Under the Black (or Natives) Land Act No. 27 of 1913 (commenced 19 June 1913) Black Africans were no longer be able to own, or even rent, land outside of designated reserves (which amounted to approximately 7% of South Africa's land, although the promise was made to increase the amount). The Cape was the only province excluded from the act as a result of the existing Black franchise rights which were enshrined in the South Africa Act. During the Apartheid era, the reserves were converted to Bantustans and later into 'independent' states within South Africa.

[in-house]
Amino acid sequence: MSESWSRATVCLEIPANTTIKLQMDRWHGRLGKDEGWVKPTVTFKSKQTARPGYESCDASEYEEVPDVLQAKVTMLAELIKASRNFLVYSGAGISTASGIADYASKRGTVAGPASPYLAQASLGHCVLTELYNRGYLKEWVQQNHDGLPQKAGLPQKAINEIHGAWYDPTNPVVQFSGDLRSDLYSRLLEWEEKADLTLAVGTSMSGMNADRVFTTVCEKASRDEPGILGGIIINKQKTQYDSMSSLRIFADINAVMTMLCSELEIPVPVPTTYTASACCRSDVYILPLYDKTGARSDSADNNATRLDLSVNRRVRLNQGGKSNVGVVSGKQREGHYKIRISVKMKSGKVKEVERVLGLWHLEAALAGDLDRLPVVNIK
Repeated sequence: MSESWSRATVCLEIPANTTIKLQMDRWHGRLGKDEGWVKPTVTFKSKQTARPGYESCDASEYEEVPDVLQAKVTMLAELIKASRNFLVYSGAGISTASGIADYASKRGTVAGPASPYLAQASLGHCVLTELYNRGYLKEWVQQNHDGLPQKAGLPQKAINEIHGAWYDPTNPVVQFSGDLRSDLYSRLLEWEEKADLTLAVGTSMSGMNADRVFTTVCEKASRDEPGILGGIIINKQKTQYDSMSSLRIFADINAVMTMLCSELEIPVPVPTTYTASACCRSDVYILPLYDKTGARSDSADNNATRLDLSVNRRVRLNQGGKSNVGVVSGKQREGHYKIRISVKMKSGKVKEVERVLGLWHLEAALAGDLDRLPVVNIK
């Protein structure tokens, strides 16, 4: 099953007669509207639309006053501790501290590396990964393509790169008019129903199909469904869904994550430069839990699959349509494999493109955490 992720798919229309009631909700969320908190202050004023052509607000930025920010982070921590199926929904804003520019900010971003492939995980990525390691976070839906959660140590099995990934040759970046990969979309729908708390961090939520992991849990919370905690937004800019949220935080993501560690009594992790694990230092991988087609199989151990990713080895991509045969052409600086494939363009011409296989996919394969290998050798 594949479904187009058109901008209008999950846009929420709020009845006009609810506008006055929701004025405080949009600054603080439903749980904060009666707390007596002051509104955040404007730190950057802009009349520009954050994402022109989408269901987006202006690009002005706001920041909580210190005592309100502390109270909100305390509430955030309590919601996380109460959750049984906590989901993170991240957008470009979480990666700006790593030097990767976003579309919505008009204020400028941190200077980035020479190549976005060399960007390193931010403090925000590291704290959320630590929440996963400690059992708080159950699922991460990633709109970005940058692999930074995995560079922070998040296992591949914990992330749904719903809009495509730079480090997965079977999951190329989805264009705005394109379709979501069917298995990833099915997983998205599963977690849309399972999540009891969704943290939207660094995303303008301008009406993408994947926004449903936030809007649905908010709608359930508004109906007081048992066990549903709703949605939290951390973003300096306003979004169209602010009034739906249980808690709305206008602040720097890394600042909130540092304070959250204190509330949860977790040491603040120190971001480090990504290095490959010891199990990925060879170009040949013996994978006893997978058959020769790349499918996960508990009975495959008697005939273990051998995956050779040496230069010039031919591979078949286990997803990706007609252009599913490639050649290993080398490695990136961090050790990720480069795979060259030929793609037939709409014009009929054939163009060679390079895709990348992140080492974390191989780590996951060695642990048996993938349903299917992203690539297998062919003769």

Sol Plaatje wrote that it made the Black "not actually a slave, but a pariah in the land of his birth.
Repealed by the Abolition of Racially Based Land Measures Act No 108 of 1991.